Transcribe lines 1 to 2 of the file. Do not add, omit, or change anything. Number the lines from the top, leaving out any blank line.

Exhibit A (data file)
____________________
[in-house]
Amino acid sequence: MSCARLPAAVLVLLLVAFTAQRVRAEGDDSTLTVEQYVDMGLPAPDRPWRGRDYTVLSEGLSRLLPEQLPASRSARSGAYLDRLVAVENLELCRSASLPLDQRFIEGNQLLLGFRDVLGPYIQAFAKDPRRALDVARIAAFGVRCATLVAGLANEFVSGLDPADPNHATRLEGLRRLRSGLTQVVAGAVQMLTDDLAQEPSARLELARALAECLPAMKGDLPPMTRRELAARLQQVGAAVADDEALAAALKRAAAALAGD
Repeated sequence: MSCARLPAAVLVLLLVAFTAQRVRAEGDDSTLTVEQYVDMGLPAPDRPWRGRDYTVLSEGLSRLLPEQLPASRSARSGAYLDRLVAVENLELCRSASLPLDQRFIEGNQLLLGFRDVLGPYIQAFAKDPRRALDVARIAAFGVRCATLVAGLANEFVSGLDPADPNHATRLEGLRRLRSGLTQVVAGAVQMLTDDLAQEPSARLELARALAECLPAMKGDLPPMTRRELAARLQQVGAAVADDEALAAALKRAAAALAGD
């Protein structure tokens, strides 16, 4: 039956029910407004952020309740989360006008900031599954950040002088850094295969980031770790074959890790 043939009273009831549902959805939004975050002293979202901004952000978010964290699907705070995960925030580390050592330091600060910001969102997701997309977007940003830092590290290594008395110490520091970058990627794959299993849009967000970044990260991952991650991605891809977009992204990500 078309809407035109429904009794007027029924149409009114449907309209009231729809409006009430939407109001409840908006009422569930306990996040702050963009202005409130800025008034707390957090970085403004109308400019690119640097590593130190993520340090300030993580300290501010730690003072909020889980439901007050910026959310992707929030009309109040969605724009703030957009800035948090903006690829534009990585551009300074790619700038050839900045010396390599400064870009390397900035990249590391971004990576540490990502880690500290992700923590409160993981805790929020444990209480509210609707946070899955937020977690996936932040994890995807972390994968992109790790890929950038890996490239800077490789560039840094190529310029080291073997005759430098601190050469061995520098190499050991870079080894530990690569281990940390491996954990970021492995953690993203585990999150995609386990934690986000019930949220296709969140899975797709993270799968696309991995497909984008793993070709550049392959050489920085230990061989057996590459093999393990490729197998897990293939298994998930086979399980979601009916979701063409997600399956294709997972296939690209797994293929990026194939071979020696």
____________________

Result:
[in-house]
Amino acid sequence: MSCARLPAAVLVLLLVAFTAQRVRAEGDDSTLTVEQYVDMGLPAPDRPWRGRDYTVLSEGLSRLLPEQLPASRSARSGAYLDRLVAVENLELCRSASLPLDQRFIEGNQLLLGFRDVLGPYIQAFAKDPRRALDVARIAAFGVRCATLVAGLANEFVSGLDPADPNHATRLEGLRRLRSGLTQVVAGAVQMLTDDLAQEPSARLELARALAECLPAMKGDLPPMTRRELAARLQQVGAAVADDEALAAALKRAAAALAGD